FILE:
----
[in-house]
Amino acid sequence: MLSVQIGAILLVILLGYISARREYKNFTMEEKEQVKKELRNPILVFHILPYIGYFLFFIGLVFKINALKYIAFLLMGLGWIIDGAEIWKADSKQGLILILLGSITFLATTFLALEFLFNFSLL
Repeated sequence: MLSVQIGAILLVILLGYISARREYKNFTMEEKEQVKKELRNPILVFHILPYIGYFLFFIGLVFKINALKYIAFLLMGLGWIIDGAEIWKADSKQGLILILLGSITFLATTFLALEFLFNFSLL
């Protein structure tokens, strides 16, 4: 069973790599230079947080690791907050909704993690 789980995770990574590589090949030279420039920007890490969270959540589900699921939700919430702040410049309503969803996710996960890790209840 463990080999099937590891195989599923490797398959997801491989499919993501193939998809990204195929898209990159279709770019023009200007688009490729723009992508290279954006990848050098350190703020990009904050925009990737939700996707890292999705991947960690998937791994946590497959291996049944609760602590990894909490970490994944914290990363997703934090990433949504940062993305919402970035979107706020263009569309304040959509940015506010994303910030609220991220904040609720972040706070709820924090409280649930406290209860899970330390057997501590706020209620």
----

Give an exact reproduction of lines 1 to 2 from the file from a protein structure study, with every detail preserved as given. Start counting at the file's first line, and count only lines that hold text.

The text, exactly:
[in-house]
Amino acid sequence: MLSVQIGAILLVILLGYISARREYKNFTMEEKEQVKKELRNPILVFHILPYIGYFLFFIGLVFKINALKYIAFLLMGLGWIIDGAEIWKADSKQGLILILLGSITFLATTFLALEFLFNFSLL